Tag Archives: Writing

After you spend a little while doing creative work, you tend to notice certain themes recurring throughout your creations. I have written here about my current project, EverEnding, but seldom in terms of its story and themes – I haven’t spoken at all about the project I thought of first, and which is on extended hiatus, Mechropolis. The themes of Mechropolis are, as may be evident from the title, artificial intelligence and life after death; following a set of three characters all straddling the boundaries of dead and alive, organic and synthetic, and using them to explore ideas of what it means to be made for a purpose – and then to be discarded.

Incidentally, I suspect that when artificial intelligence does come to manifest itself one way or another, it will take a very long time for us to notice. Consider how poor of an understanding and how little respect we have for animal life and intelligence – hell, consider how poor of an understanding and how little respect we have for the life and intelligence of humans who look slightly dissimilar to us. We convince ourselves of patent racial falsehoods every day, make manifold excuses to not perceive or understand the intelligence of others, and you would have me believe that we have any idea that artificial intelligence looks like? It may have already arrived, for all we know. Given our history of treatment of those we deem our social inferiors, it would certainly be in the best interests of any artificial mind to keep on the down-low.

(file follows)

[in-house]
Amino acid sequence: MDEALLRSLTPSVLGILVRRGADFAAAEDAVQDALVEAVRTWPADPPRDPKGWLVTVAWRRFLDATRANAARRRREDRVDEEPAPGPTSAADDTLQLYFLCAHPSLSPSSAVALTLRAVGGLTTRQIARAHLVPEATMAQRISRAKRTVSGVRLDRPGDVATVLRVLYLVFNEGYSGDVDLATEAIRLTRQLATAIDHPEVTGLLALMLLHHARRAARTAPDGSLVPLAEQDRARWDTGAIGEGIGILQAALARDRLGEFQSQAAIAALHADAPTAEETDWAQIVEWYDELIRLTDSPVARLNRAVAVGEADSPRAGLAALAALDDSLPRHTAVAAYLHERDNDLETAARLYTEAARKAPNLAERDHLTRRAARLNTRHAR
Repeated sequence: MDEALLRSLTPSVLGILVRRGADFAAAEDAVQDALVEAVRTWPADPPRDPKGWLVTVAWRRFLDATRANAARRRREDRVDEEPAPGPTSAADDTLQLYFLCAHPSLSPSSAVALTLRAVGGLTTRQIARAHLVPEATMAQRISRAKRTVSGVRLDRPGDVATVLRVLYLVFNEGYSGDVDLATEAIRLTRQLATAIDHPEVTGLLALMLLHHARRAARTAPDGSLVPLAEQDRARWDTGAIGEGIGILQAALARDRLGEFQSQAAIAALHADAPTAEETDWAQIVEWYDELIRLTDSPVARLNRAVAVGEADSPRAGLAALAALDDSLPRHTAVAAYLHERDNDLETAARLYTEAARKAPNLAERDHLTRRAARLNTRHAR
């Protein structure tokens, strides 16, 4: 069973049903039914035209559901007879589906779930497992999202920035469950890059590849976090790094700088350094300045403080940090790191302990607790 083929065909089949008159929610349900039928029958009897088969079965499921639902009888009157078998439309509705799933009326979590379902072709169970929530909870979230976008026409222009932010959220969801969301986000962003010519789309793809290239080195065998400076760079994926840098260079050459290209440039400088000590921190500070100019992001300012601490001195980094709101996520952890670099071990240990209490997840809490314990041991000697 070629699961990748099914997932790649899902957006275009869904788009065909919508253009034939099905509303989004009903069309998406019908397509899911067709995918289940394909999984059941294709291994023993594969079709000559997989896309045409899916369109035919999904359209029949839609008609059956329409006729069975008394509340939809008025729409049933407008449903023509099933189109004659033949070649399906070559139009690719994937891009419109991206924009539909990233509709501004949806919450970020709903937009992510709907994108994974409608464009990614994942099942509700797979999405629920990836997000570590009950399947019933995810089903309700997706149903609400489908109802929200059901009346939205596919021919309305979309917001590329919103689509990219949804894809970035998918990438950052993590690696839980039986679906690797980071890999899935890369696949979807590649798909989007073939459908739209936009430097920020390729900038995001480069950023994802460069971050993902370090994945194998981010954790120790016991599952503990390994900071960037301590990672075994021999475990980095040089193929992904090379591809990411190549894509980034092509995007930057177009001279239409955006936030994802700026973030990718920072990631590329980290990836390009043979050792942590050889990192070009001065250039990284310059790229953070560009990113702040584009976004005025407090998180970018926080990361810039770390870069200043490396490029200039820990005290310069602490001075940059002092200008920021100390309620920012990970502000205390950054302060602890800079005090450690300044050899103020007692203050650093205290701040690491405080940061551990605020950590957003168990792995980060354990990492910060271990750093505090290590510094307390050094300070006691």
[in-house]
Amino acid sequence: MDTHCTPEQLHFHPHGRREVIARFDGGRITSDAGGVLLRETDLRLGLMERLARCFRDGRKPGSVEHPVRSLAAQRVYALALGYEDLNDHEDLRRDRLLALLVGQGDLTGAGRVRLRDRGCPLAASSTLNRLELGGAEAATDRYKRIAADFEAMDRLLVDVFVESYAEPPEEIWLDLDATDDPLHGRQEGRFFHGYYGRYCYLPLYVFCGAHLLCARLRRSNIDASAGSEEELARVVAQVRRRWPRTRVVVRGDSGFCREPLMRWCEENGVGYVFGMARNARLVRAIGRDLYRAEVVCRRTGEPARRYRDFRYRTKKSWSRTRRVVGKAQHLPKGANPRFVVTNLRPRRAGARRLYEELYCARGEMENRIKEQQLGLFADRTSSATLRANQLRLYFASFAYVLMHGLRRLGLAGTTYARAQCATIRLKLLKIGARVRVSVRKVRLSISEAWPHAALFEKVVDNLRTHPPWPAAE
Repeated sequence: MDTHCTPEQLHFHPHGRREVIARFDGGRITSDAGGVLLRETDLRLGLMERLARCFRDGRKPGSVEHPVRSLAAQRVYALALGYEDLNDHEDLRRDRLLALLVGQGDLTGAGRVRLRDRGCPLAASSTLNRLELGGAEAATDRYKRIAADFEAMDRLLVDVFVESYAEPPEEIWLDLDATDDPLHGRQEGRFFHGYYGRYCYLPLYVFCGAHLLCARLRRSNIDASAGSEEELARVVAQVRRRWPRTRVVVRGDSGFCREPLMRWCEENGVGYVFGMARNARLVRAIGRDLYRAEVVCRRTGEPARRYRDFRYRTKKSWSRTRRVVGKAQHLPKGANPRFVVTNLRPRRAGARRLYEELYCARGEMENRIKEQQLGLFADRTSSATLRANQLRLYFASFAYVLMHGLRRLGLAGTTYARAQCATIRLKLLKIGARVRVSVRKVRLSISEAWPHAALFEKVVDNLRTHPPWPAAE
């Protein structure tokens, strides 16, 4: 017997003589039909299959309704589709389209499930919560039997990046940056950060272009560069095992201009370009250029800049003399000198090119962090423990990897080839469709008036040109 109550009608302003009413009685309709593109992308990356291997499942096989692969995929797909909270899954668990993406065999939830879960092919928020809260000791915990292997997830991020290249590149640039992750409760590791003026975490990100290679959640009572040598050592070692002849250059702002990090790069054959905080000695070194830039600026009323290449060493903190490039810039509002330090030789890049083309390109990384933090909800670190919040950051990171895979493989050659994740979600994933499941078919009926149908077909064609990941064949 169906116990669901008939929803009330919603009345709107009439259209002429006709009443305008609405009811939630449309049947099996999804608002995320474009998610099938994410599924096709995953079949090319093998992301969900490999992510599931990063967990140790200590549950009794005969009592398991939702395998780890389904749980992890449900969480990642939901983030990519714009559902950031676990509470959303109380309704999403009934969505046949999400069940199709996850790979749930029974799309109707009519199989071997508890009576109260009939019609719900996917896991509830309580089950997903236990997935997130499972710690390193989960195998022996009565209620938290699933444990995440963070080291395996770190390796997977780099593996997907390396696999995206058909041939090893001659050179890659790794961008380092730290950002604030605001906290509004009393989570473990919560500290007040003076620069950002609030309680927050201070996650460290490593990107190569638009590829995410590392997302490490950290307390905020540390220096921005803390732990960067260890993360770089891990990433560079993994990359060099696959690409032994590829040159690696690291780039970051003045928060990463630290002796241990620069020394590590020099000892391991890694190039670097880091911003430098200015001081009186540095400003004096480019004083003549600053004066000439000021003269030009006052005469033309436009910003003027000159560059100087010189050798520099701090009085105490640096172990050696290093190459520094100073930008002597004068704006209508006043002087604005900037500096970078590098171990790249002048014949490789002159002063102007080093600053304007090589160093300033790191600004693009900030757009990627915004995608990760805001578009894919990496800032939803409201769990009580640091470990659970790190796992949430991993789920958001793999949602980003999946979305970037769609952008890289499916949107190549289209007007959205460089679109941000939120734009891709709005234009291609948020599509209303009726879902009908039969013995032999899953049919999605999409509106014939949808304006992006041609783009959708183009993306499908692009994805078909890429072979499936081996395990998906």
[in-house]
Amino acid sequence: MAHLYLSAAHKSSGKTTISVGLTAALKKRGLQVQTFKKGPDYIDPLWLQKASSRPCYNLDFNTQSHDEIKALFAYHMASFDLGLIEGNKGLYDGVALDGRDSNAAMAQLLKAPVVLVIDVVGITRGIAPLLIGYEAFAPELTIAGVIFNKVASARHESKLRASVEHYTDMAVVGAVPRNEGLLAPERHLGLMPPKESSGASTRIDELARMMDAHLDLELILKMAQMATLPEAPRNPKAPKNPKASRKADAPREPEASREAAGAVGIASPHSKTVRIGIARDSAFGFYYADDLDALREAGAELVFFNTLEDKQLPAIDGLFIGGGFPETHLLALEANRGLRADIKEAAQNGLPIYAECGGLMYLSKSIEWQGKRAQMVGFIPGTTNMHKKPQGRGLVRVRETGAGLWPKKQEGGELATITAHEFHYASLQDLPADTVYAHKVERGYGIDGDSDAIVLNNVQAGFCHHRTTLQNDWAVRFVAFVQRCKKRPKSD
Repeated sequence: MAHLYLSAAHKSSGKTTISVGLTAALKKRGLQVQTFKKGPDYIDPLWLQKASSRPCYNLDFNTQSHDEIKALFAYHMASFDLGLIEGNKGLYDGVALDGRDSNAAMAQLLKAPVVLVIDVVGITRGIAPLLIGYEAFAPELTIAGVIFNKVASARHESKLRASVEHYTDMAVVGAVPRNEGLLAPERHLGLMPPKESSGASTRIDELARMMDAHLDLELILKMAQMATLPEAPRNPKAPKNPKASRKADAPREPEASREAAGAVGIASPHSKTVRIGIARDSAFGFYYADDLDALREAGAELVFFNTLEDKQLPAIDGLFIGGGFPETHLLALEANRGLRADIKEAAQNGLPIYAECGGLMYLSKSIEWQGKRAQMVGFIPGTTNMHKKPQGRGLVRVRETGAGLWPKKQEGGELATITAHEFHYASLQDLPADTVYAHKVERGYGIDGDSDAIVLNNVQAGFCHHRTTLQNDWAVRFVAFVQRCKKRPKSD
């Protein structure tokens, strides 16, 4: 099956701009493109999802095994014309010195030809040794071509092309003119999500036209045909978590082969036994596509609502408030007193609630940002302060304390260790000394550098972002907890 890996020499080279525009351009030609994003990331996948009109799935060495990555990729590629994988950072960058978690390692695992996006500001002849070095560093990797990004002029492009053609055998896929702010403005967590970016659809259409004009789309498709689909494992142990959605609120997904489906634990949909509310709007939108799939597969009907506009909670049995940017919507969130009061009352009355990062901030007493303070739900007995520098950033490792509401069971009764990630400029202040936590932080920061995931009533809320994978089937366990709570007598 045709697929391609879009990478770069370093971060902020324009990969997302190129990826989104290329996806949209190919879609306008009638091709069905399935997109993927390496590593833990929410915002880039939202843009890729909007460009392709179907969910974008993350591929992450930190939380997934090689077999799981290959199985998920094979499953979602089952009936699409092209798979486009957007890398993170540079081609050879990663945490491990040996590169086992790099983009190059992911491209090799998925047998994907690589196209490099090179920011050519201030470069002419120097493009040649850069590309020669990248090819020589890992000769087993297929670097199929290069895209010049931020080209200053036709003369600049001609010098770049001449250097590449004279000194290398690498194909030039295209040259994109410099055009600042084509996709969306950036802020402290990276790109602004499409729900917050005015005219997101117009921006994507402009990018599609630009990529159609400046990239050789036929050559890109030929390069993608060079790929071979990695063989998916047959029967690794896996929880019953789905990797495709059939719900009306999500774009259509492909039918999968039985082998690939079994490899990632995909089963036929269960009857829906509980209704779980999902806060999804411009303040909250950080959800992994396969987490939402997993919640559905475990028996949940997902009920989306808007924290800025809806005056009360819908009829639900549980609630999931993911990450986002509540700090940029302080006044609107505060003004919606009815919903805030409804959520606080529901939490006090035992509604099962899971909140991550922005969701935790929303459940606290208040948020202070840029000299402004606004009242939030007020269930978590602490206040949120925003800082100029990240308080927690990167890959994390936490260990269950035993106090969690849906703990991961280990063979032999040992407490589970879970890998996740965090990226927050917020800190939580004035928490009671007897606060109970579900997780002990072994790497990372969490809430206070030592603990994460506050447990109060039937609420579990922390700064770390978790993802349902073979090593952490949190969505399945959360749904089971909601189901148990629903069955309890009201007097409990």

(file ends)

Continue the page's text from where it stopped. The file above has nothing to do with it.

Anyway. The themes of EverEnding are less immediately obvious, but similarly have to do with beings who were created for a purpose and exist somewhere between life and death, long past the purpose they were originally crafted to serve. Noting themes which you’re consistently drawn to, which have ended up woven into your every idea without ever making a specific decision to include them, can be mildly unnerving. What anxieties do they reveal? Are you doomed to always circle the drain of the same few grim fascinations?

I think what fascinates me about the idea of artificial life is a sense that we exist in ways that are far more similar to those of an AI, a golem, or an angel than we generally care to admit. Though we weren’t made explicitly to serve a purpose, many of us have had purpose instilled upon us, or claimed purpose for ourselves – and, once you make a decision to be something, it warps everything in your life around that focal point. The question, when meeting someone for the first time, when wanting to quickly understand who they are is: What do you do? What is your job? What is your function? I have a sense of this as being a particularly American outlook, but I have little basis for comparison having not left the country.